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Conquering Harrier

Sunday, March 8, 2020

Full sap moon

© Robert Sommers 2020
We should have a lovely full moon the next couple days. It will be officially full at 1:49 p.m. tomorrow p.s.t..

Many cultures had names for this particular full moon, the Crow Moon, Sugar Moon, Worm Moon, Lenten Moon and Crust Moon to name a few. You can look them up if you care to understand the references. The full sap moon is a native term for when the sap from the sugar maples is starting to flow.

The March full moon figured in Buddhist, Muslim, Hindu and Jewish cultures historically as well. Basically it had the same significance in most all of them, marking the last full moon before spring and signaling the seasonal changes in its advent.

This full moon will also be a supermoon. That is the description for any moon that is within 90% of perigee, its closest proximity to earth in its orbit. Which means it is going to look really big.

Sundown tomorrow is the start of the Purim holiday, the day celebrating the Jews deliverance from their Iraqi captors as told in the book of Esther. The Jews used a lunar calendar and we are in the middle of the month of Adar. In the Islamic calendar we are in the month of Rajab and fighting is prohibited. In Buddhism tomorrow marks the day where the Buddha first returned to his family after achieving enlightenment. It is called Medin Poya. The day also marks the start of the Holi festival in India.

I am going to try to remember to bring my camera home tomorrow and snag a few shots of the moon, weather permitting.

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I took a nice walk today. Wanted to loosen my back up, which has been tight. Meant to cut some weeds but just don't feel good enough and thought a hike in the oaks would be a better ticket. Neighbors aren't screaming about my yard yet, it will wait.

At one point during my hike I was tentative. My balance has been bad since my anesthesia, something I have noticed with prior operations. I have been bumping into things of late.

The river trail crosses Rainbow Creek at a particularly idyllic spot. You have to tiptoe across a few rocks, some not too firmly planted. I made it without getting wet, a good sign. Saw some lovely birds, got lost in their song. Saw a swift or swallows nest that was very enchanting.

I drove back from the mailboxes and saw the hawk in her nest and thought what a wonderfully timed symphony nature presents, the sycamore sprouts leaves at the exact proper time to give our raptors some cover when nesting. Intelligent design indeed.

I left my house yesterday morning thinking it would be a particularly fine day. You see I had a great blue heron on the top of my redwood and I don't recall seeing that happen before. Its flight led me out of the valley, beckoning back once and then forging our trail.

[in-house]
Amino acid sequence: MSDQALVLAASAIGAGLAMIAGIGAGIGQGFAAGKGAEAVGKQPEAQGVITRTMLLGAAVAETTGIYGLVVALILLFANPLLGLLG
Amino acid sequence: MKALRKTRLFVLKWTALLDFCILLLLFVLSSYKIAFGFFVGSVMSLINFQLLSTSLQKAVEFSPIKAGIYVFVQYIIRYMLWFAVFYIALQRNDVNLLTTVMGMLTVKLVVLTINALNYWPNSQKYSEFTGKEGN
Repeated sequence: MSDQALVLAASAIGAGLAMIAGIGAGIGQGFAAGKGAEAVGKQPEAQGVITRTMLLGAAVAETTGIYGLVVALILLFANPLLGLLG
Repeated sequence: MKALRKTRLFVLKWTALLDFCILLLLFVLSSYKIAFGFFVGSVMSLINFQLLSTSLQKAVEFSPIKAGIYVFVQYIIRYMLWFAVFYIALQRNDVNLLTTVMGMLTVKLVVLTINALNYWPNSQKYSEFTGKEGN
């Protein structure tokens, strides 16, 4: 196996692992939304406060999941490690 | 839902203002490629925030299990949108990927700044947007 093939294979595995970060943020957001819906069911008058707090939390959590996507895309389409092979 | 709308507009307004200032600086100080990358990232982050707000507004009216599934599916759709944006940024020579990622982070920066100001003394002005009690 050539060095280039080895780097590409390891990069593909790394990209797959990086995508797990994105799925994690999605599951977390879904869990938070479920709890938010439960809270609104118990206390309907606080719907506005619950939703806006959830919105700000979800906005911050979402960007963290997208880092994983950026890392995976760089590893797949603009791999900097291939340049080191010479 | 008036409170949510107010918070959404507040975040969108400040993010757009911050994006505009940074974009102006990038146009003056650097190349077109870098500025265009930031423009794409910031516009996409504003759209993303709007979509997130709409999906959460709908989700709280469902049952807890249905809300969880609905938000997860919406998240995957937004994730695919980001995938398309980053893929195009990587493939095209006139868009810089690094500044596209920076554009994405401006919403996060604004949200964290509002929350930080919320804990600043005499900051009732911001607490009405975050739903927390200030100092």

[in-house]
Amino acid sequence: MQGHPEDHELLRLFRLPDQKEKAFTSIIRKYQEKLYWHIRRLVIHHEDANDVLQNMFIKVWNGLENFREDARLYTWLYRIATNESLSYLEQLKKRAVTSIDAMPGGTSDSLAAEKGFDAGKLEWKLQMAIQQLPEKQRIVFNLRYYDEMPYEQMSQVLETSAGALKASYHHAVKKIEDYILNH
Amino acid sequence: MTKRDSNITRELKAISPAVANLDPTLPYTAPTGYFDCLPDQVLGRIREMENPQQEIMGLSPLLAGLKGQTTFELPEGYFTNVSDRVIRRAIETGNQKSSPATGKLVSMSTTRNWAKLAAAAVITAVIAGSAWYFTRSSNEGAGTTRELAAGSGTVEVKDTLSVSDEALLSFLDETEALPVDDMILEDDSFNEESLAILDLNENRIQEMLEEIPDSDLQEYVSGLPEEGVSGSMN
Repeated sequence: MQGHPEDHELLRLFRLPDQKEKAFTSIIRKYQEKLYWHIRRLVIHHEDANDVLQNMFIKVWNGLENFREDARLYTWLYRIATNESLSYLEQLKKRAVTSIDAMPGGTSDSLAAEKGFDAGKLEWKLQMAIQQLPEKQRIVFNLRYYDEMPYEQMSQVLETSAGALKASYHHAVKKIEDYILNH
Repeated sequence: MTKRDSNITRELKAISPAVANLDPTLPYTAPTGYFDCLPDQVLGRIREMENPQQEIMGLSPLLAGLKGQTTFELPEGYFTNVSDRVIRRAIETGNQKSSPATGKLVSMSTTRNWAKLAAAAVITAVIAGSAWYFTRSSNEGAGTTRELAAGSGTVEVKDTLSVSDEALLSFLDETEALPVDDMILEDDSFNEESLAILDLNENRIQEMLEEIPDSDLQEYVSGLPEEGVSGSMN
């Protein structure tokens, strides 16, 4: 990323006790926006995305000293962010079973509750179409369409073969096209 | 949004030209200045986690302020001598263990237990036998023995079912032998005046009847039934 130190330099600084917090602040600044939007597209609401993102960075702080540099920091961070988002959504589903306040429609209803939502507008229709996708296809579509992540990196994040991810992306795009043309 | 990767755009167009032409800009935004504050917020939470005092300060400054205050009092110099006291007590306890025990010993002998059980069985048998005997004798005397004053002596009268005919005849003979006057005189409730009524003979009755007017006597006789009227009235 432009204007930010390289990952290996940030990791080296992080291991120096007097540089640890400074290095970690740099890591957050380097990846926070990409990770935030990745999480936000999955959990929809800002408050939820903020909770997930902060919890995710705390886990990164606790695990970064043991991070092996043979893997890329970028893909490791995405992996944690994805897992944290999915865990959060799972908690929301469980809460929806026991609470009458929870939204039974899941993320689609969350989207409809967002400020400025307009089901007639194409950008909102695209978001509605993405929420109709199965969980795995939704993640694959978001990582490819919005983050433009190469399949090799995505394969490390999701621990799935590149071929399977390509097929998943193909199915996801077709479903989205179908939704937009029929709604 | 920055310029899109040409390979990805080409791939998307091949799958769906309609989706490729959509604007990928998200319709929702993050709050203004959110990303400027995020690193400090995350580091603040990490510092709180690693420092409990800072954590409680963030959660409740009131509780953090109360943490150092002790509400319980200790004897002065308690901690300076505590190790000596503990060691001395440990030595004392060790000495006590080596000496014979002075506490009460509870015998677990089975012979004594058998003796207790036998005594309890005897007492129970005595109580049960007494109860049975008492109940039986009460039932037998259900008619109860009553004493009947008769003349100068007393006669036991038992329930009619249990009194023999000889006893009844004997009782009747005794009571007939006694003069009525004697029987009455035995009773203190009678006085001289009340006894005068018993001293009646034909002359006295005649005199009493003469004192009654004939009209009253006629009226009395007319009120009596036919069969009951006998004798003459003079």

The day didn't go off so well. I was talking to an older fellow outside my shop about his cancer when I brushed a small spider off him, one with yellow stripes on its belly. A moment earlier I had felt a momentary pain and I guess he bit me first. The spider, not the man, I smushed him. But the pain on my forearm is still pretty strong, not brown recluse strong, but not fun.

Had two or three people that were supposed to show up and maybe buy something not show up so the day was sort of a waste. And my basketball team tanked to boot. I asked the online tarot site for a single card to explain the current vibe and I got this one. The Tower.

A frantic time, freaked out people jumping out of buildings. Sounds about rightKoyaanisqatsi, the hopi term for life disintegrating and being out of balance.

As I walked today I saw a large rock sticking up out of the river with a perfectly chamfered side. And for a second I wondered if it could have traveled down the river from the Wolf Valley, near the headwaters of the river. In 1883, the blue granite of neighboring Rainbow was known as being the finest granite in the country.


Its quarries created many of the slabs that were used on Mission and Market Streets in San Francisco.  Could this large angled rock have come down the river from the quarry?


And then I thought about something the writer and lyricist Robert Hunter said that always stuck with me. Coincidences have to happen in a big old, random, infinite universe. What would be truly strange if if things never lined up. Cherries or lemons. As Sigmund Freud might have said one day,"Sometimes a strange looking rock is just a strange looking rock."


Here's hoping that the new moon clears away the earthly cobwebs and gives the whole damn terra firma a swift kick in the pants and a one way ticket out of our current retrograde motion and slow roll. Read this from Pakistan today, it is happening everywhere, o-pressers dey trying to keep us down... but as sure as the sun will shine, well, you know the rest. Everyone will get their share of what's theirs. Send the assholes on their way. Vanquish the pesky viruses. Save the planet.


Peace.

2 comments:

Sandra Kinsler said...

Hey Robert, How do I keep your blue heron from eating the fish in my pond? He/she got all the fancy goldfish last week. Great meal for the bird.

Blue Heron said...

we've tried to train her...